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Title: Wyly, Isabella to Wyly, Edward, 1858
CollectionOceans of Consolation [D. Fitzpatrick]
SenderWyly, Isabella
Sender Genderfemale
Sender Occupationshop assistant
Sender Religionunknown
OriginAdelaide, Australia
DestinationNewry, Co. Down, Northern Ireland
RecipientWyly, Edward
Recipient Gendermale
Doc. No.
Partial Date
Doc. Type
Word Count914
TranscriptRun die Street
July 7th 1858
My Dear Edward
I hope you do not think it unkind of me not answering your kind
letters but I always have been almost to[o] late with my letters for the mails.
I was delighted to hear from you. It proves to me you have not quite
forgotten your poor Aunt, the only one that is alive to you. I was delighted
to hear you were getting on so well, and was such a Good Boy. I shall not
be able to call you that long for I soppose you ar almost quite a Man by
this time. If you were here you would make me feel quite old. I wish you
were, and I should be able to look to you as my big Protector.
How would you like to come to Adelaide. How do you like your
situation as a Station[er]. I expect when you ar out of your time, and should
you come here you would do well here. There are some nice Stationers Shops
I hope your dear Mama is quite well and dear little Susan. I speak of
her as I left her a Baby in arms. I should so like you all here. I hope you
will some day. I hope your dear Mama received my last letter, I inclosed a
half soverin in it for Susan as a little present. I hope when I hear of the
safe arival of that I shall send you another, but I did not like to trust
another until 1 herd if that got safe. I sent one half sovrin to dear Aunt
Lucy. She is so badly off, Poor thing in her old age it is hard to see her
want, and she has been so good to others. I hope your dear Mama will go
to see her and comfort her. I know she cannot do much but a kind word
does a deal for some people. Do you ever see her. Do you ever go to Dublin.
I received your likeness and was delighted with them. I Remember your
face well, I think it must be a good likeness. Your Mama dident say if the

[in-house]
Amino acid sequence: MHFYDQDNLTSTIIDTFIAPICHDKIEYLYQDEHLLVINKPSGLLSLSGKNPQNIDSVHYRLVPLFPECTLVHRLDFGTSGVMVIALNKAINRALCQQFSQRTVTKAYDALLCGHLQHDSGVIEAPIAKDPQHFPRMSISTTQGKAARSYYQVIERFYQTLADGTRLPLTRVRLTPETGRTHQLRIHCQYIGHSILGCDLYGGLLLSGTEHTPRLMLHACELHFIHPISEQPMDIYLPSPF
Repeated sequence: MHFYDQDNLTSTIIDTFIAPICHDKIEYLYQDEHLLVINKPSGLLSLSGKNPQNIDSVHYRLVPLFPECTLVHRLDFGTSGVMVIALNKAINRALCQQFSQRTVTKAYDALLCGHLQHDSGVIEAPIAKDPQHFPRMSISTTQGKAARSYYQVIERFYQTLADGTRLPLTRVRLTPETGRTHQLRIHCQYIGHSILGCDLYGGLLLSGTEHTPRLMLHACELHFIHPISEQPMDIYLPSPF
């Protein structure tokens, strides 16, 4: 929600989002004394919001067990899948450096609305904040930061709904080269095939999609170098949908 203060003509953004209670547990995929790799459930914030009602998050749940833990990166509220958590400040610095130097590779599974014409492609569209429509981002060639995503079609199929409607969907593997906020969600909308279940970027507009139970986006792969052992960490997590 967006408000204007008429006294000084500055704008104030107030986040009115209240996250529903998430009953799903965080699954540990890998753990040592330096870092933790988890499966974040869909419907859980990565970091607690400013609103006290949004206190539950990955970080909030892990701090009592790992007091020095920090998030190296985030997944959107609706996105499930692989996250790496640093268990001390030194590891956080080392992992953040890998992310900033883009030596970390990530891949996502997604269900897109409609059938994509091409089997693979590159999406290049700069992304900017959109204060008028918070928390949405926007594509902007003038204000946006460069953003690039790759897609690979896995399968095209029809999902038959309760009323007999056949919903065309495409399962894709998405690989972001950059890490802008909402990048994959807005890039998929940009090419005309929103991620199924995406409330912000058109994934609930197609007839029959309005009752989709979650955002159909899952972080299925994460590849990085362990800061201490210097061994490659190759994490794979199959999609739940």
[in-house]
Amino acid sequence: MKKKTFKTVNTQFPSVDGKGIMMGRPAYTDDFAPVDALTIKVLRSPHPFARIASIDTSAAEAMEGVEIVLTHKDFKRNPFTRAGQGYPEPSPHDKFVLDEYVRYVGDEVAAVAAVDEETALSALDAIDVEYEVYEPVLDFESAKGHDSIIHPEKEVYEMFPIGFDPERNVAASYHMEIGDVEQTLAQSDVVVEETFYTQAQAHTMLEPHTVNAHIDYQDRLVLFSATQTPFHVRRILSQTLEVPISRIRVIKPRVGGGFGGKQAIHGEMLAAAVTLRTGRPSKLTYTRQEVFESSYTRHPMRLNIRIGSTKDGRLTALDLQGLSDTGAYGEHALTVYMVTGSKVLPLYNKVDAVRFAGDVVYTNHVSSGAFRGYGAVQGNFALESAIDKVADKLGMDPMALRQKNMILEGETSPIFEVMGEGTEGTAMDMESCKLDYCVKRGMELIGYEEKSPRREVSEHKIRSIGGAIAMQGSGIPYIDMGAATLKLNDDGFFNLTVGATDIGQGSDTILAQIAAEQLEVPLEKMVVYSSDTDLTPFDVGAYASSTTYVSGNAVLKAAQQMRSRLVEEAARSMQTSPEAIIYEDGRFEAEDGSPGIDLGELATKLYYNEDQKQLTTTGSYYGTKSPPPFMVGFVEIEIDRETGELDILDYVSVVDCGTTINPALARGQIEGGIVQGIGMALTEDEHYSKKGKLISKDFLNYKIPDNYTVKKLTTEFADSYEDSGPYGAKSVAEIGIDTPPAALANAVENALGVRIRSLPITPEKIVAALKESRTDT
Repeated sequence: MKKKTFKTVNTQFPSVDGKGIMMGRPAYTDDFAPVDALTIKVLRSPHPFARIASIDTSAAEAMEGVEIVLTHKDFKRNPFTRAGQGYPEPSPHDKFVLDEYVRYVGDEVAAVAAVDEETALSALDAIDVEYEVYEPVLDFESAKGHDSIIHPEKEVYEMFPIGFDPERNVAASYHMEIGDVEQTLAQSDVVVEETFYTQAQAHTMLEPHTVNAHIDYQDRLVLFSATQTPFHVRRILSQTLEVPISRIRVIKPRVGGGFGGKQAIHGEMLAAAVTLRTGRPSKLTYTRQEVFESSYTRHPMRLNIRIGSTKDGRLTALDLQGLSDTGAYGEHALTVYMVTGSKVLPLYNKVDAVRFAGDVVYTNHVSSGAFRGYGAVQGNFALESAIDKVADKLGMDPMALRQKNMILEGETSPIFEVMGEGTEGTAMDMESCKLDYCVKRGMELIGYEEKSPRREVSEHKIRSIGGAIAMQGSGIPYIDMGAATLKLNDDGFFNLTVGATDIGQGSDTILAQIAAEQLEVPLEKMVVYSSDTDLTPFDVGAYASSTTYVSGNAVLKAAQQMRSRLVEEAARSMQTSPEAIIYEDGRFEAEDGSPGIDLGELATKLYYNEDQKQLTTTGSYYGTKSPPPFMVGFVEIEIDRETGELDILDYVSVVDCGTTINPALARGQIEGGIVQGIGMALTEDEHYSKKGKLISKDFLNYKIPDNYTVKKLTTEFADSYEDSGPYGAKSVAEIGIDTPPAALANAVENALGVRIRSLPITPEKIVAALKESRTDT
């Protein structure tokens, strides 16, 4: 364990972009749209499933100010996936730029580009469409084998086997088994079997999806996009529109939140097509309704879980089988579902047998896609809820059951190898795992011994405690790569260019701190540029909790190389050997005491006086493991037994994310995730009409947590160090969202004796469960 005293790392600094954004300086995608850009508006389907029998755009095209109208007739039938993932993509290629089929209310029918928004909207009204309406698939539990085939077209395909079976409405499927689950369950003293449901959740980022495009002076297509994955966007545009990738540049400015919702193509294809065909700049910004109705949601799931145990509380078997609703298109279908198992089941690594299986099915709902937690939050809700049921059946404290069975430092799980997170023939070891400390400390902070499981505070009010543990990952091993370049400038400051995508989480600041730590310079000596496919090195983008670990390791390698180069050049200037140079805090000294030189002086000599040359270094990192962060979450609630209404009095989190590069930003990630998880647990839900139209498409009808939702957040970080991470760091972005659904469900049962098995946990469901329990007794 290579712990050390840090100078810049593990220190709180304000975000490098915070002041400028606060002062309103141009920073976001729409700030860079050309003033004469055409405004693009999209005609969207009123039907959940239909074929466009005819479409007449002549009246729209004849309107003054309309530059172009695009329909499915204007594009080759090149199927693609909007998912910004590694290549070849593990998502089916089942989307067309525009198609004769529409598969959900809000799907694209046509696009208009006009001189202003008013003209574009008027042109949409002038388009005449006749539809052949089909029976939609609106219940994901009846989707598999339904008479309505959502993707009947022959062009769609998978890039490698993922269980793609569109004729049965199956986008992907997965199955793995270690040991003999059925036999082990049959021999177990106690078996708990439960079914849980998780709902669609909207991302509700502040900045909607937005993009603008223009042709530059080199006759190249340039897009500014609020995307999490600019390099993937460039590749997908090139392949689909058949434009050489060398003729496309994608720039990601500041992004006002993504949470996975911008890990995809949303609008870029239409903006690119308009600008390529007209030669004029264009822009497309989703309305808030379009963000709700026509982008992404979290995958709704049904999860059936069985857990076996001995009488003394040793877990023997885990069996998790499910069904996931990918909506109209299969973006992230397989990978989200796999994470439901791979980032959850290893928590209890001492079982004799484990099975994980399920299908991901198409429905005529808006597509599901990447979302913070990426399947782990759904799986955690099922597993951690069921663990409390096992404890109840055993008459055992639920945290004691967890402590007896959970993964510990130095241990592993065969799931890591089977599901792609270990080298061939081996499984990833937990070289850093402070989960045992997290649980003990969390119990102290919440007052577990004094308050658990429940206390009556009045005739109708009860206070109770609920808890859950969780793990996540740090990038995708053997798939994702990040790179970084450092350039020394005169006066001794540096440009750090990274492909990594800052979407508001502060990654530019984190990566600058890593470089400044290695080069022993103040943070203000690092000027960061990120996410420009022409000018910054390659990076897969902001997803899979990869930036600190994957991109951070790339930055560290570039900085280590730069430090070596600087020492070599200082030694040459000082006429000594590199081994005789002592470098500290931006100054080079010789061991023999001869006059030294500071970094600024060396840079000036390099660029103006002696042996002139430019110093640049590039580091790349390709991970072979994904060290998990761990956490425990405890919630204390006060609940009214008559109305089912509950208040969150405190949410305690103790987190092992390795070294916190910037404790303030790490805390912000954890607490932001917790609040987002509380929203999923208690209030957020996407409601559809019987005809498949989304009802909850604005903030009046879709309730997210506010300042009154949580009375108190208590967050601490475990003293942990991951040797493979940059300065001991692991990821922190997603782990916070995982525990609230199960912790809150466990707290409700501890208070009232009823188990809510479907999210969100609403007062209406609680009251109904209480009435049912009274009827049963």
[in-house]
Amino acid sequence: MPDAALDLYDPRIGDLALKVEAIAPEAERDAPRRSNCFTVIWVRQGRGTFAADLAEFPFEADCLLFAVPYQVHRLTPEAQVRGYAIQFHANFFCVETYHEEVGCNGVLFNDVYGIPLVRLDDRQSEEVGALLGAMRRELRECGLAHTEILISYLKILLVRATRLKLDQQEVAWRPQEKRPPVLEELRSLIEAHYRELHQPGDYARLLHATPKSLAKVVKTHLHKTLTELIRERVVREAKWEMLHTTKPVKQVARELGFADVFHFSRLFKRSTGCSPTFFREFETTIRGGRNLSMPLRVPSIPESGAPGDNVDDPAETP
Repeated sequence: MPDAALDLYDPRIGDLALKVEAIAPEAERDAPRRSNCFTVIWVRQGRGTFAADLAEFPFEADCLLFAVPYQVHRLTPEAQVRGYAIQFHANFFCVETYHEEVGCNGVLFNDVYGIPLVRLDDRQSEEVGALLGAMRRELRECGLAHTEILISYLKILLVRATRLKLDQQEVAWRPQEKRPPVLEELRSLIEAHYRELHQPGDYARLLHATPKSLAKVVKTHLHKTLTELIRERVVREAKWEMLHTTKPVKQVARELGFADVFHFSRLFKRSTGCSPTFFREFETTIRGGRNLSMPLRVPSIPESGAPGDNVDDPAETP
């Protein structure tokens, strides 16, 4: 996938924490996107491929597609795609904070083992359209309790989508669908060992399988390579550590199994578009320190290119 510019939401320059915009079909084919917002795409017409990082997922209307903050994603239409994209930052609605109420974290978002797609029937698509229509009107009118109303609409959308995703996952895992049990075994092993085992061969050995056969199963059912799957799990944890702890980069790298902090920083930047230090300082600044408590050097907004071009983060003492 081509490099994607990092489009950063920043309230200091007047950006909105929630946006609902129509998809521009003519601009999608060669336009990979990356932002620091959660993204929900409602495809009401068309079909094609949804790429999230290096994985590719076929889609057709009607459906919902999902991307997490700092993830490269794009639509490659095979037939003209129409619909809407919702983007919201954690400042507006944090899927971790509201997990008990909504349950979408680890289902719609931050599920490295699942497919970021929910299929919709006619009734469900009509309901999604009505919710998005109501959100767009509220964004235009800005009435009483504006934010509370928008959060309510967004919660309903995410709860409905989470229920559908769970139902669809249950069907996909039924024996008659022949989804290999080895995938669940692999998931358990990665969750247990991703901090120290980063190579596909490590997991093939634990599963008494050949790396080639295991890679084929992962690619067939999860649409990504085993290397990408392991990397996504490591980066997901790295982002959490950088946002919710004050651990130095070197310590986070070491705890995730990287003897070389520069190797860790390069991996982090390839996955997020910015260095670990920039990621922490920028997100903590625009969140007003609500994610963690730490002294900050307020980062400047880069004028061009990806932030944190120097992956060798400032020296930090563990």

were good. 1 propose sending mine in return to you that is if you will except
it. I soppose you almost forgot me.
The Children in North Adelade all sends their love to you and Susan
& Mama, also Mrs. Shadgett and family. Robert intends writing and enclosing
it in this so he will tell you all the newes. He has become quite a
draper after 3 years apprentice to it. Alaxander Wyly that is Poor Uncle
Roberts son is also a draper and doing well.
I soppose you herd of Poor Henrys death. I think I mention it in your
Mamas letter. He would not be gided by any one but took his own way,
so he met with his end at last. He died alone in Melburne without a frind
to soothe his pillow, at leas[t] without a relitave.
Dear Edward I often think of the happy days in Rathmines. I soppose
you forget all but I never will. There has been many changes since then,
but we cannot expect anything more in this world but changes. I trust we
ar all looking f[or]ward to that day of rest that happy day of meeting,
when our trubles shall be turned to Joy, and meeting will be to part no
more, and we shall make one unbroaken family in Heaven.
I trust dear Edward you will be a comfort to your dear Mama, as
she has no one but you and your dear Sister to comfort her. I was delighted
to hear you were all you your dear Mama could wish you to be since your
dear Papas death. I trust you will still continue to be so.
I send you a scene of Adelaide about 10 years ago. I shall send you
one of this years scenes by next mail, so that you will see the improvement
in the place. I thought you would like to see it. Tell me what you think of it.

You must excuse this horrid scribble for you will see it is horrid paper
to write on and I am in great hast[e] to be in time for the mail. As one of
the Children intends writing I shall say no more for I expect the will tell
you more newes that will interest you than I can.
Give my love to your dear Mama. I hope I shall here from her soon.
Kiss dear Susan one hundred times and except the same number for yourself
Good by and God bless you my dear Boy and may He never leave you
but may he direct you in all things and keep you from the evils of this wicked world.
That is the sincere prayer, dear Edward of your ever fond and Affectonate
Aunt Isabella Alice Wyly

Joyned by all in kindest love to you exept the same from your fond Aunt Bella

[top half of first page contains an etching labelled as follows]
Published by Penman & Galbraith Adelaide
[in Isabella's hand]

About 10 years ago.
I am quite ashamed to send this. If I had time I should write again but time wont permit.